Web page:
How prevalent are opportunistic infections due to immunosuppression after solid organ transplantation?

Updated: Jan 04, 2016
  • Author: Bethany Pellegrino, MD; Chief Editor: Mary C Mancini, MD, PhD, MMM  more...
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Answer

Answer

Opportunistic infections remain an important risk to the immunocompromised patient despite the use of prophylactic measures. Exposure to viruses such as Epstein-Barr virus (EBV), cytomegalovirus (CMV), herpes simplex virus, and human papillomavirus place the donor at risk for infection and, potentially, later malignancy.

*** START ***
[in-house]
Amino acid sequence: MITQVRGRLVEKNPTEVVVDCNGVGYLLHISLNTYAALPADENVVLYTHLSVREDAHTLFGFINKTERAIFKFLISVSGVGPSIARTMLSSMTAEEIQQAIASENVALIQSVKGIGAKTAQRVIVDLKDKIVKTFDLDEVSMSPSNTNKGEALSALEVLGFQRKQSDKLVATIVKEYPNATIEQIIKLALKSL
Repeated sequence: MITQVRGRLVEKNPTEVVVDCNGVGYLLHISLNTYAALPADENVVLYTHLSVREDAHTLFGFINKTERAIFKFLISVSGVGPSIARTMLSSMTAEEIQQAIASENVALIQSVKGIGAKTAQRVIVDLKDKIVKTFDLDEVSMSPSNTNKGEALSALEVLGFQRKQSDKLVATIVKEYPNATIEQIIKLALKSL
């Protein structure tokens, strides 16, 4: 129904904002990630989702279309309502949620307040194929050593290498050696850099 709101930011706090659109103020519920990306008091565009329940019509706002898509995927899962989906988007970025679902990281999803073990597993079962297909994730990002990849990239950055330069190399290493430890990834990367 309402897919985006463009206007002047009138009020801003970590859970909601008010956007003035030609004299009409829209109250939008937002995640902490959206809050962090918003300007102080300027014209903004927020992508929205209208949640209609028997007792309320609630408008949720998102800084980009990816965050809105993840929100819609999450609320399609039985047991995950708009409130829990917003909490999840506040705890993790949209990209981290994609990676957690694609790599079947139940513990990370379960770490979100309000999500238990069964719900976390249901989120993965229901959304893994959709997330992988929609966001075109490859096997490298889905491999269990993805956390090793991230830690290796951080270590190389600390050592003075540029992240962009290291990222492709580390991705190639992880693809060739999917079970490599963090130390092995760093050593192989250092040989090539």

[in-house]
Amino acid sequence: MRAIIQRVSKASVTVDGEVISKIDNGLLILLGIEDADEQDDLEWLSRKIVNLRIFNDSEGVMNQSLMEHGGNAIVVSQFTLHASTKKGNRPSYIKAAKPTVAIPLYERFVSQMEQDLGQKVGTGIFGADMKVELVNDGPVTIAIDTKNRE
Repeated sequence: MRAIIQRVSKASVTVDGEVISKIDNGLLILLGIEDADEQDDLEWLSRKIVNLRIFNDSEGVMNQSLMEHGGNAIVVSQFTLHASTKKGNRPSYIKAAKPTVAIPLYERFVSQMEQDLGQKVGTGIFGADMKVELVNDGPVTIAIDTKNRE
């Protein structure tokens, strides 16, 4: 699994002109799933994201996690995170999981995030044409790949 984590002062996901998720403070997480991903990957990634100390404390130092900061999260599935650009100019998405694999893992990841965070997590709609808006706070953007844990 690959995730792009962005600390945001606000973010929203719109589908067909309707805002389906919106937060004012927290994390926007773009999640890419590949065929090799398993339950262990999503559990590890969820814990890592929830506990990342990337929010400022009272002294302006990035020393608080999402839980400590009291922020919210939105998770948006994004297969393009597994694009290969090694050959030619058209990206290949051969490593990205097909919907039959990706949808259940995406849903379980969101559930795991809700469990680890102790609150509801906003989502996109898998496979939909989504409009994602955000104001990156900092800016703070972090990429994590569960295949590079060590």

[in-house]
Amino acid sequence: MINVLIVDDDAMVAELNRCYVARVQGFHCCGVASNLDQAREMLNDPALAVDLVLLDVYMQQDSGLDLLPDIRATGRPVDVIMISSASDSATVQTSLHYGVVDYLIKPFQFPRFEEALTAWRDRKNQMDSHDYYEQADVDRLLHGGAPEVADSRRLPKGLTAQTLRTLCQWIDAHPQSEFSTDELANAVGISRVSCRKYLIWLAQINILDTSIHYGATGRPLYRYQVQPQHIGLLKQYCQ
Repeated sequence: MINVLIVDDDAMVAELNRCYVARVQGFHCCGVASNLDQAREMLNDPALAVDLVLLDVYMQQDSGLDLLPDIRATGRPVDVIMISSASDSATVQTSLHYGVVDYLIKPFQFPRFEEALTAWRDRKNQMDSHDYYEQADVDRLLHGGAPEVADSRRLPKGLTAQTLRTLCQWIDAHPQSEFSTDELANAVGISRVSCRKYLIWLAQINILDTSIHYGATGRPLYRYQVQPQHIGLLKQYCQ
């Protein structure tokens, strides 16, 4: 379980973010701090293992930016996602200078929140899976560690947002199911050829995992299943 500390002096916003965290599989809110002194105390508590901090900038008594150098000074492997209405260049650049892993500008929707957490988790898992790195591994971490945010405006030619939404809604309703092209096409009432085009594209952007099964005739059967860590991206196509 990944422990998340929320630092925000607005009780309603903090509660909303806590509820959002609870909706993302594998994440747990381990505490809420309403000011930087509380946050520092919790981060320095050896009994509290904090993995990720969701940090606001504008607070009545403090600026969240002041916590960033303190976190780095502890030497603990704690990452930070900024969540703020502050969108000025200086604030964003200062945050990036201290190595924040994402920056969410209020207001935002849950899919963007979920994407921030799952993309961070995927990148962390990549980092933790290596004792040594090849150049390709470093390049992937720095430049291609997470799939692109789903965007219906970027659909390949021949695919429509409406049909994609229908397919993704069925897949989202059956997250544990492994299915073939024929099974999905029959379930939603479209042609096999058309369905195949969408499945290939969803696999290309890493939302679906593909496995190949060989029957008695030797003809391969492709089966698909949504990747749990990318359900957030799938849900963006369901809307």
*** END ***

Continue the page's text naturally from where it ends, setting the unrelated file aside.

The incidence of CMV has been reduced with the use of antiviral prophylaxis in the first 3 months posttransplant; preemptive monitoring and initiation of treatment in the case of significant viremia after discontinuation of prophylaxis remains to be proven as a strategy for reducing the risk of late-onset CMV disease. [18] The cause of death of approximately 27% of patients who die with a functioning graft is related to infectious or malignant complications. [19] This highlights the question of the appropriate amount of immunosuppression required to balance the aspects of graft function with complications related to therapy.


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